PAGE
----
Art Law Report

Congress Steps up Oversight of Art and Antiquities Markets

Posted by Nicholas O'Donnell on January 4, 2021 at 4:16 PM

On January 1, 2021, the U.S. Senate overrode President Trump’s veto of the National Defense Authorization Act for 2021 (NDAA), a bill that (perhaps surprisingly) included rules affecting the art market. Specifically, the new law subjects antiquities dealers to the provisions of the Bank Secrecy Act, requires registration of the ultimate beneficial ownership of limited liability companies, and directs the Financial Crimes Enforcement Network (FinCEN) at the Department of the Treasury to conduct a study of money laundering in the art market. Long considered but only now passed, the bill is a significant step into regulating the U.S. art and antiquities market, though still far less invasive than the European Union’s current approach. The new regulations raise questions about the cost benefit balance of compliance, but leave no doubt after last year’s Senate report that regulators have the art market in their sights and the market must respond if it wants to have a say in the oversight that is sure to come.

Readers here will be familiar with our support for and participation in the Responsible Art Market Initiative’s common-sense approach to diligence and responsible practices, and this development is no exception. As I tried to spotlight in the RAM New York webinar we hosted last fall, whatever one thinks of the regulations or the regulators, these things are happening. And while we expressed skepticism that FinCEN is the right body to conduct a study of the art market, the market has a choice here. We can complain, or we can get involved in the dialogue. I would rather be at the table in the discussion than outside the room. The FinCEN study may not be ideal, but it is an opportunity that responsible actors will ignore at their peril.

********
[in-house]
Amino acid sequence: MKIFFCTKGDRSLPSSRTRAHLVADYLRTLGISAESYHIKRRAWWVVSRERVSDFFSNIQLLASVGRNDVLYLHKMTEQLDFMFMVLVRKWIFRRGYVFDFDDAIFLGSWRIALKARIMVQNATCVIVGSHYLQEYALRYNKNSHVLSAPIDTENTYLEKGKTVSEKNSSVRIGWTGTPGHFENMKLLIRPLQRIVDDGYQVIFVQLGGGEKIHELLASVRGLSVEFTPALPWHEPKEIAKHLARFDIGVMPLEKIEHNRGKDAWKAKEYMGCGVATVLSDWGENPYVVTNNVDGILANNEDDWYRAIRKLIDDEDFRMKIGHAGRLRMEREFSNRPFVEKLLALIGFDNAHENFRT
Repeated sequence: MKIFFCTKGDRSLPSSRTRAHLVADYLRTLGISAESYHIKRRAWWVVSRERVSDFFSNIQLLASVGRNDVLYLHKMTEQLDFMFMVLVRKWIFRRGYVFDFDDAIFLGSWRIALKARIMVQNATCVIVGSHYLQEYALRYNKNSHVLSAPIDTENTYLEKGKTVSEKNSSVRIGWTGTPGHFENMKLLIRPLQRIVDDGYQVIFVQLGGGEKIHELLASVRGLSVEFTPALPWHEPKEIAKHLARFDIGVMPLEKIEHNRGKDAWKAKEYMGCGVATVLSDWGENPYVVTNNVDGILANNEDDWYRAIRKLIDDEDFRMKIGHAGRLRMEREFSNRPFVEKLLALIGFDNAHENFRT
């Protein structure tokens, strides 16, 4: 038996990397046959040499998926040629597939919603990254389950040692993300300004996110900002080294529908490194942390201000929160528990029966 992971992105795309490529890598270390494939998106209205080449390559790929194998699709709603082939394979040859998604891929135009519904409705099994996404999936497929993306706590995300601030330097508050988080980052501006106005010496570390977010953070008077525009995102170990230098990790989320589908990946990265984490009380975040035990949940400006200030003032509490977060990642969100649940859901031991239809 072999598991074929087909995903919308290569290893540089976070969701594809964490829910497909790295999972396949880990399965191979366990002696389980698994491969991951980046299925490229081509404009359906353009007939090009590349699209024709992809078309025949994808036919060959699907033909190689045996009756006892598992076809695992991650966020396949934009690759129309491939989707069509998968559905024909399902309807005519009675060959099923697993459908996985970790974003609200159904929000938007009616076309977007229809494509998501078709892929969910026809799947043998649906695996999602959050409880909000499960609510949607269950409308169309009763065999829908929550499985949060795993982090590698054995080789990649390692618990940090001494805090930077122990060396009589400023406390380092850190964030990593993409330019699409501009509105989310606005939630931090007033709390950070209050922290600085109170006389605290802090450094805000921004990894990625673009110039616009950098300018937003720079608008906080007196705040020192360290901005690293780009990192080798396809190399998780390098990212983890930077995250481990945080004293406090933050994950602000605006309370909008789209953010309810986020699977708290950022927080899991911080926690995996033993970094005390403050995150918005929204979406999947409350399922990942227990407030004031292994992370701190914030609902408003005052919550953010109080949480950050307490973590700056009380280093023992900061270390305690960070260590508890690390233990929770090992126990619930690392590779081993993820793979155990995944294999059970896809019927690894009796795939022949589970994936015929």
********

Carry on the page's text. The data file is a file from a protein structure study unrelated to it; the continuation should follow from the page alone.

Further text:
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Topics: OFAC, European Union, Terrorist financing, Responsible Art Market initiative, Money laundering, FinCEN, Financial Crimes Enforcement Network, Office of Foreign Assets Control, Bank Secrecy Act, Department of the Treasury, 31 U.S.C. § 5312(a), limited liability companies, National Defense Authorization Act, President Trump

Responsible Art Market Initiative (New York) to Hold Webinar Series on Money Laundering and Corporate Transparency

Posted by Nicholas O'Donnell on October 21, 2020 at 4:09 PM
Longtime readers of the Art Law Report will know of the remarkable success over the last several years of the Responsible Art Market Initiative in Geneva. RAM began initially in connection with a collaboration by the Art Law Centre at the University of Geneva and the Art Law Foundation (Fondation pour le droit de d’art), also in Geneva. RAM has held annual events in Geneva at artgeneve for several years. Indeed, the RAM event this past January was one of the last times I was able to visit Europe before the world shut down.